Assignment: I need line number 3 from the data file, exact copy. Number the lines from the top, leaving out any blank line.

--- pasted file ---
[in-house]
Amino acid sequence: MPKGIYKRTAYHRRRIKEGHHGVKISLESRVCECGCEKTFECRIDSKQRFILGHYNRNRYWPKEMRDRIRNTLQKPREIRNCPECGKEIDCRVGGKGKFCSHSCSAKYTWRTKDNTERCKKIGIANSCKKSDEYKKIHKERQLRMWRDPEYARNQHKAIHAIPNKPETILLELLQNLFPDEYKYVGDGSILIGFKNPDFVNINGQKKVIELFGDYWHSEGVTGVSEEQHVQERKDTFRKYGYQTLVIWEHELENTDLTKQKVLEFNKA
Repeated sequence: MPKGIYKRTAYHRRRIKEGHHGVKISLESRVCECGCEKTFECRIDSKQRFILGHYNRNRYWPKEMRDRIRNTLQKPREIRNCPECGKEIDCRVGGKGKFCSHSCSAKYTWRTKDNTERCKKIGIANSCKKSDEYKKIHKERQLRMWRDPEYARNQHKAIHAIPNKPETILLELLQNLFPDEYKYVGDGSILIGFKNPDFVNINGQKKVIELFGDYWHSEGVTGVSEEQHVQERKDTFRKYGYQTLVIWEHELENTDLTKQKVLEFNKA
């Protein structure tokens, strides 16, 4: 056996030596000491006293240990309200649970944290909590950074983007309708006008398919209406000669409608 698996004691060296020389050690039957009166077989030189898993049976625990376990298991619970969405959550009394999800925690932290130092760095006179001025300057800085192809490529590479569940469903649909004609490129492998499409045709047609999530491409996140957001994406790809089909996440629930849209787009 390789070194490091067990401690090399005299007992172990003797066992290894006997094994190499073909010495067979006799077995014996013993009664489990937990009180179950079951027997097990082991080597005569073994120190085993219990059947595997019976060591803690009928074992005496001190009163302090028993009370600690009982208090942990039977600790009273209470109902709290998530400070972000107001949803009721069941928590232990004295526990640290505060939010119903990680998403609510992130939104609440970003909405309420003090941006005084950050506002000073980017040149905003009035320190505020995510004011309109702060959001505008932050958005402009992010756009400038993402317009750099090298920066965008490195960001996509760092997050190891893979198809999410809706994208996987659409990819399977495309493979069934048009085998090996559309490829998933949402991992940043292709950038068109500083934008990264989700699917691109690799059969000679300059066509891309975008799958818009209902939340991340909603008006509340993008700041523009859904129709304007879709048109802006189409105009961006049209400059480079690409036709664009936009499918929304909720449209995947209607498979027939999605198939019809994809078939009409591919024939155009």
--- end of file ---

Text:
Repeated sequence: MPKGIYKRTAYHRRRIKEGHHGVKISLESRVCECGCEKTFECRIDSKQRFILGHYNRNRYWPKEMRDRIRNTLQKPREIRNCPECGKEIDCRVGGKGKFCSHSCSAKYTWRTKDNTERCKKIGIANSCKKSDEYKKIHKERQLRMWRDPEYARNQHKAIHAIPNKPETILLELLQNLFPDEYKYVGDGSILIGFKNPDFVNINGQKKVIELFGDYWHSEGVTGVSEEQHVQERKDTFRKYGYQTLVIWEHELENTDLTKQKVLEFNKA